Day 4 – Kalaikhumb
Day 5-6 Khorog
On the other side of the river Panj is a tributary of the Amu Darya or Oxus River. The river is 1,125 km long and forms a considerable part of the Tajikistan-Afghanistan border and the Pamir Highway follows the river to the city of Langar.
Out of Dushanbe we pick up the River Panj several hours outside of the city of Kolub that was celebrating its 2700 years of history. Before reaching Kalaikhum, we traveled a winding, asphalt road, about 9 -hour drive before reaching Kalaikhum.
During this long trip we had several stops, one at a women’s cooperative to observe the local embroidery in Kolub. Also a to visit to the Hulbuk Fortress, where, as guest, Mr. Khojaev, caretaker, presented me with roses in appreciation for the visit.
Hulbuk Fortress historically was an important stop over for the Silk Road between the 8th and 11th century. Destroyed by the Monguls, little remains or the original structure of the once mighty fort-palace. The citadel lies approx 30 km southwest of Kulob. Already in the Bronze Age, people settled in the area in sight of the salt mountain Chodscha Mumin, which rises 1334 m above the valley. This bronze cat that is now in the Dushanbe Museum of Antiquities was unearthed at Hulbuk Fortress:
But mainly, as we drove along the road that clung to the side of the Tajikistan mountains, my attention was to the other side of the river and Afghanistan. The road on the Afghani side was like a mirror image of the Tajik side. Here are a variety of photos.
Driving to Khorog, the road becomes mostly gravel, narrow, and leftover asphalt from the Soviet days. It was 7 hours of exhausting, bone-jolting drive but thanks to Zafar, my driver, we arrived into Khorog before dark and in one piece. The Serena Hotel in Khorog is worthy of a mention. It is an old Pamiri house converted to a hotel. Pamiri houses are square and follow the Zorestrian elements of wind, earth, fire, and rain. The view of Tajikistan’s mountains are stunning and only a stones throw to the Afghan banks.
The Pamir regions occupy a unique position within Tajikistan and is strongly linked to the contest between Russia and Great Britain in the Pamiri in the second half of the 19th century known as the “Great Game”. At the end of this contest, the two dominant superpowers in the region agreed in 1895 to form a Pamir Boundary Commission to define the borders that are still in force today. When Soviet power was established in the Pamiri, the region incorporated into Pamirskaya oblast in 1923. In 1925 a decision of the central executive committee of the USSR remanded the area as the ‘Gorno-Badakhshan Autonomous Oblast’. After independence and the end of the Cold War, GBAO’s special autonomous status remains.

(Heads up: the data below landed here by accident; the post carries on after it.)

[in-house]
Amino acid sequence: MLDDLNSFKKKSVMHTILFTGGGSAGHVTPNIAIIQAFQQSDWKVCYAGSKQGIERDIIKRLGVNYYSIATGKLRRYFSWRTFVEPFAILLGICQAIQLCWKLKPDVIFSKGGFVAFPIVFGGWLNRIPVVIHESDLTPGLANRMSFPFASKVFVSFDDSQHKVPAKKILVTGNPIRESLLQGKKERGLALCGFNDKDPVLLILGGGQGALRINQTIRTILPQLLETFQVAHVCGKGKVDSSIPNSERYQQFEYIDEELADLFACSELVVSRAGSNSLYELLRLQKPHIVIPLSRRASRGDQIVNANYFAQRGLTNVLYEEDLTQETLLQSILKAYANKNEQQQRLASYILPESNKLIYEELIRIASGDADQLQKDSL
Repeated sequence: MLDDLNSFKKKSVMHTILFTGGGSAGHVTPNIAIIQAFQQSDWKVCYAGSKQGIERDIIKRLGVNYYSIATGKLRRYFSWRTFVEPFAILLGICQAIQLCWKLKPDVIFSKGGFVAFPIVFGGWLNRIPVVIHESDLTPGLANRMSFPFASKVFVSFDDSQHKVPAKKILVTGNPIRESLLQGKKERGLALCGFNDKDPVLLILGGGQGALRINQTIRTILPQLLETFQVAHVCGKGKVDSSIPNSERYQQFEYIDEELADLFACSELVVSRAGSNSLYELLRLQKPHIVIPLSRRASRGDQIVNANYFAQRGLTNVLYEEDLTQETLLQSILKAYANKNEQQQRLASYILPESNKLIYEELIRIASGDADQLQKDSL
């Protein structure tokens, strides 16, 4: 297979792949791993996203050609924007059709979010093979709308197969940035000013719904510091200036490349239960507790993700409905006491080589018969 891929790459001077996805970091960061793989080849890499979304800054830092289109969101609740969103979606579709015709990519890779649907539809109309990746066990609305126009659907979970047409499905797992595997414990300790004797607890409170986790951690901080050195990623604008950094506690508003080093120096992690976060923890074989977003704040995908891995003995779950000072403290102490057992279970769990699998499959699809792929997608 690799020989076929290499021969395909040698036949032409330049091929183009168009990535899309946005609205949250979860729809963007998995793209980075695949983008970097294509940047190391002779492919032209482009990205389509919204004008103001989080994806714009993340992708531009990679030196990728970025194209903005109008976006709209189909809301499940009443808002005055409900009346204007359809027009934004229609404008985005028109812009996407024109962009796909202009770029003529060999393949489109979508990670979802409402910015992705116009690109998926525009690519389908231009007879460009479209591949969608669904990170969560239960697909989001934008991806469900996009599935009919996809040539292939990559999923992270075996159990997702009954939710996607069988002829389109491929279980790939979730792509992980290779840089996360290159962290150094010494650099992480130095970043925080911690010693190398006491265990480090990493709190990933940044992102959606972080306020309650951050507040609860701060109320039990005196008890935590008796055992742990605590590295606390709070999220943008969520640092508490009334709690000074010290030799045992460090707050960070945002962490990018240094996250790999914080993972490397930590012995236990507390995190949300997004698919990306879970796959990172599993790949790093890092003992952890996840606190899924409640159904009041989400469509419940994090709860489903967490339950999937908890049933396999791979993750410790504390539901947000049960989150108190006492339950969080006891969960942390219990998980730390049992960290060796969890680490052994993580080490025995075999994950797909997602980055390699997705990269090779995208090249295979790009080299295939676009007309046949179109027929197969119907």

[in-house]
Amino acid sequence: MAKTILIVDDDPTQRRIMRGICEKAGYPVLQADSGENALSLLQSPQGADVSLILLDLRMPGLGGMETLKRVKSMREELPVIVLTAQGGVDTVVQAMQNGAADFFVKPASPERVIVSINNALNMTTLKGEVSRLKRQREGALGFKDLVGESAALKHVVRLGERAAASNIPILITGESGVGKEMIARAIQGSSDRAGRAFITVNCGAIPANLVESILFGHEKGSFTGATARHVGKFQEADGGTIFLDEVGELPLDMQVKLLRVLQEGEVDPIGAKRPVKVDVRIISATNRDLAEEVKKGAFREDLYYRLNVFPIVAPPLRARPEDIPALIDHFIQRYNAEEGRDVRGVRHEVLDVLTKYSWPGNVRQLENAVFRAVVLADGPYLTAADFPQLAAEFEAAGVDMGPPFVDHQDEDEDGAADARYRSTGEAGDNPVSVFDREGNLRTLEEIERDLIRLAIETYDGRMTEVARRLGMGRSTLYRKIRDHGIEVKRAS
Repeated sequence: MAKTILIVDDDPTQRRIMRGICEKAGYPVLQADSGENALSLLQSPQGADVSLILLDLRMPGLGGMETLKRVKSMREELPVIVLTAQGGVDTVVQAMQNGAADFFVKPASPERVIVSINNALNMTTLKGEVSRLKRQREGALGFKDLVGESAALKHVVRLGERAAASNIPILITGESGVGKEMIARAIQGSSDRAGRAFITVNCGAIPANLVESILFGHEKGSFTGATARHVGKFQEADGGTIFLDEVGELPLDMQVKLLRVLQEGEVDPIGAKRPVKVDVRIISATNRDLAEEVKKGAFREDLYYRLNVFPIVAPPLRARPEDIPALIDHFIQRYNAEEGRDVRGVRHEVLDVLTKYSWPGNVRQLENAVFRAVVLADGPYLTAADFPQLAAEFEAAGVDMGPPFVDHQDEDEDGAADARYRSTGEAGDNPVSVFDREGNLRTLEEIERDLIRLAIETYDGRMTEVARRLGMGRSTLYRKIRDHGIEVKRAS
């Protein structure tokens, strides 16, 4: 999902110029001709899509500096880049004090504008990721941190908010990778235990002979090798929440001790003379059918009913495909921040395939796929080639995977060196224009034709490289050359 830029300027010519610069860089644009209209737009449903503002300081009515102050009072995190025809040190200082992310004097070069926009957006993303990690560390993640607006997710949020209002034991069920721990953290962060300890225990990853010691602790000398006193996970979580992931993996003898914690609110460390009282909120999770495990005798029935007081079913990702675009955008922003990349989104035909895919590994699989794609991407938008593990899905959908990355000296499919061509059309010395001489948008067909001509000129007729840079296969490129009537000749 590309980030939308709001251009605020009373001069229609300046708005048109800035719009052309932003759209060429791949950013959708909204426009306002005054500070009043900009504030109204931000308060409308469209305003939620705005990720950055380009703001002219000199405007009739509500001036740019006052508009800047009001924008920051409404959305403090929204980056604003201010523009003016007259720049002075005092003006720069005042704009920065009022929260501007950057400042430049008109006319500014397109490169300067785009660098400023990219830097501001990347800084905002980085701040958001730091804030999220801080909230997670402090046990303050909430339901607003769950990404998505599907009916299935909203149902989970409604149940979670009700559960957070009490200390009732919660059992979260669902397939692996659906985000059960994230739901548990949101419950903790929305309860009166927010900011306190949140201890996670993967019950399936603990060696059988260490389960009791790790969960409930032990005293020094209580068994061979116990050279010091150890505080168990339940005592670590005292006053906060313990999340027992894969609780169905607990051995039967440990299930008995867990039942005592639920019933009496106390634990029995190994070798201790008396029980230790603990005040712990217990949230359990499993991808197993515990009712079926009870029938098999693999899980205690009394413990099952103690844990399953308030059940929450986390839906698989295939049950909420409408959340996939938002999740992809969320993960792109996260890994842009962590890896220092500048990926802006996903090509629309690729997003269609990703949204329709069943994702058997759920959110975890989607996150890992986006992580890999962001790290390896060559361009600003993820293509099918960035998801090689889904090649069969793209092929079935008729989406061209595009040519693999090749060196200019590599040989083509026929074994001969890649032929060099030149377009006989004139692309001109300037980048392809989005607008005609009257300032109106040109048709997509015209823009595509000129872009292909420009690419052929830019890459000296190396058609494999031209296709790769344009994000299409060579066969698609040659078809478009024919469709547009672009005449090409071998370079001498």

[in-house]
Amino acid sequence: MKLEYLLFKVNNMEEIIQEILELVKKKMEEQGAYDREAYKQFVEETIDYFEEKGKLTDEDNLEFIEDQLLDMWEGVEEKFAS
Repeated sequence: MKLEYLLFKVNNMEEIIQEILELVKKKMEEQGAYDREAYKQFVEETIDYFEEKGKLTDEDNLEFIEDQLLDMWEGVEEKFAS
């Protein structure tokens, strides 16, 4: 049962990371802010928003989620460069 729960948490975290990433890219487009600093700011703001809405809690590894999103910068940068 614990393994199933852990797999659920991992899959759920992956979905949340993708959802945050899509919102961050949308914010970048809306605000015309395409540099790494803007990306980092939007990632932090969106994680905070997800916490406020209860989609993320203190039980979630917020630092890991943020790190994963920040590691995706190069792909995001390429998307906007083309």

GBAO in Tajikistan is roughly separated into two parts: Western and Eastern Pamiri. The Western Pamiri are marked by deeply incised valleys and a multitude of villages inhabited by Pamiri mountain farmers who mails belong to Eastern Iranian language groups. All major rivers flow westward to the Panj (also know in antiquity as the Oxus).
The Eastern part, is named Murghab district has high plateau landscape. Predominantly Kyrgyz livestock herders who speak Kyrgyz, a Turkic language.
The capital of the Pamiri is Khorog combining river terraces with flat area at the confluence of the Panj, Shakhdara and Ghund rivers.
From Kalaikhumb to Khorog we see signs referrring to the Diamond Jubilee on fences and trees.
On July 11, 2017 His Highness the Aga Khan is marked his Diamond Jubilee, or 60th year as the 49th hereditary Imam (spiritual leader) of the world’s Shia Ismaili Muslims. The Aga Khan Development Network (AKDN) promoted a worldwide celebration brings together the global Ismaili community, partners of the Aga Khan Development Network (AKDN), and government and faith community leaders in over 25 countries.Along the Pamir Highway villages have dedicated 2018 as a year of celebration so on Saturdays the villages come together for song and dance to show their appreciation. Along the road, we passed some Pamiri girls dressed in traditional Pamiri costume walking to the festival.
And today, Saturday, we spent at the festival where there was wrestling and dancing. I sat with an elder group of volunteers. Each neighbourhood gets together and with their own money organizes musical groups. Here is the Gulaken Folk group. They are women my age who have just started to learn English and go to the Agha Khan center for lessons once a week. They have written their names for me using Latin letters.
The local Khalifa (religious leader) organized a musical performance and food was blessed and given out for free.